Ok…that is a little extreme for the majority of Canadians, who live within spitting distance of the US. But this is the current situation in Cochrane, Ontario:
You can see where I shovelled snow off the roof of the house. Too much weight can cause real structural problems and ice dams. I learned. The trailer is our summer guest house. We also have a spare room in the loft.
So it is a little early to be planting stuff, right?
Not if you have a greenhouse. This is a picture of our friend, Eric Crawford and his brother Doug, putting the greenhouse together. So I have a place to start seeds and get transplants ready for planting, after frost, we hope. Last frost date here is around May 24. That is my read. Other readers from the area can feel free to correct me.
So today I was in the greenhouse.
It is cooler in there, and will become a good area to raise mushrooms, I think. We will see. You can see a wood stove bottom left. It is a crappy stove, but it is the old one from the house and does fine for in here. But I cannot grow things in the greenhouse until things thaw out a bit, which is currently underway. In the meantime, I need to prepare to grow seedlings. Let’s see what’s going on in the actual greenhouse.
This is an example of my organic gardening. We compost everything possible. I use corrugated cardboard as mulch and shred it into the compost pile. Any paper that cannot be composted is burned in the wood stove. We recycle everything possible.
These are bags of vegetable peelings, rotten fruit or veggies, egg shells, etc…the big roots were from something I grew last year. These back beds of the greenhouse are the hottest, so that is where everything goes in the spring. It can be difficult to compost outside, if temperatures are low and it rains a lot.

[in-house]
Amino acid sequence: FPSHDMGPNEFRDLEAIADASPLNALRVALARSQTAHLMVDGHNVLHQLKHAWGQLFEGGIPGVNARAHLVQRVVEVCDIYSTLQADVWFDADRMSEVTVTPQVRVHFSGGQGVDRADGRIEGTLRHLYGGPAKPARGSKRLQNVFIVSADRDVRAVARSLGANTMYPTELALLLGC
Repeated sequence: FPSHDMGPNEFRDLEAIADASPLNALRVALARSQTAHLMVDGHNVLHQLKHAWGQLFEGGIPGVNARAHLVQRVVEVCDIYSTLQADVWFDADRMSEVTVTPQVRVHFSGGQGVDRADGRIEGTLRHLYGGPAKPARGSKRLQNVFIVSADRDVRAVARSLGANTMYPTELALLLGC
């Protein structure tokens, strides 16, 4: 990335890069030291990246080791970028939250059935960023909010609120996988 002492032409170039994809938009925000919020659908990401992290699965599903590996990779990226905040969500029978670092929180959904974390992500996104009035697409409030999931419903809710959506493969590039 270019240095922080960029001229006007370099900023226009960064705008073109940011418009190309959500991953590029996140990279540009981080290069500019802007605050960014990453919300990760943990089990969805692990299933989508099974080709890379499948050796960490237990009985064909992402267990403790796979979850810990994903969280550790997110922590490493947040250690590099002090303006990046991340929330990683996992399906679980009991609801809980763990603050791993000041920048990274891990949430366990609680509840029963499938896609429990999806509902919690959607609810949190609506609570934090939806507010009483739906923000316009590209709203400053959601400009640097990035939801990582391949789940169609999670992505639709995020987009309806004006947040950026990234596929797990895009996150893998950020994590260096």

This is the finished compost from last year. To the right, you can see what is left of the egg cartons and the composting bags. Everything breaks down quickly, and I can use that compost anywhere I need it. I then add regular garden soil and start all over again. I do composting outside, but this works very well.
To the left is the bed, finished and ready to be used. No mice or insect pests.
To the right, you will see I have mulched with wood chips. I have a wood chipper, so there is a ready supply for me. This cuts back on water usage.
Now, to get ready for starting seeds, I cover the soil with cardboard and fasten a heating cable to it. The cable lasts longer, not being in the soil. The seedling trays sit on top of the cardboard and the heat helps stimulate germination. If the power kicks out, the heat from the rotting garbage keeps things warm.
And now I need water. My hoses are buried in snow and it is way too cold to be running water. I have carried water from the house before and, even with a cart, that is hard work. Last year I melted snow in the greenhouse. This year I simplified.
Yup…just shovelled the snow directly on top of the beds. If the soil is too dry, microbes and such cannot work as effectively. The heater cable works more efficiently as well, I think. I put that snow on the beds around noon. As I write to you (5:00) the sun has done its work, watering my beds.
It will not be long, however, until rain barrels are filling and snow will no longer be necessary. I have tanks collecting water all over the property and there is usually plenty to water the greenhouse without using the hose. These barrels will be filled with water, as water holds heat very well and this stabilizes nighttime temps. It can get cool at night here…even in summer. There is also an old water heater that I stripped down and painted flat black. It gets VERY hot in the sun. Free heat…thanks golden orb in the sky.
Well, that kind of taps me out for today. I know many of you are already well underway in your gardens. I hope some of my ideas help you out and together we can have a little fun.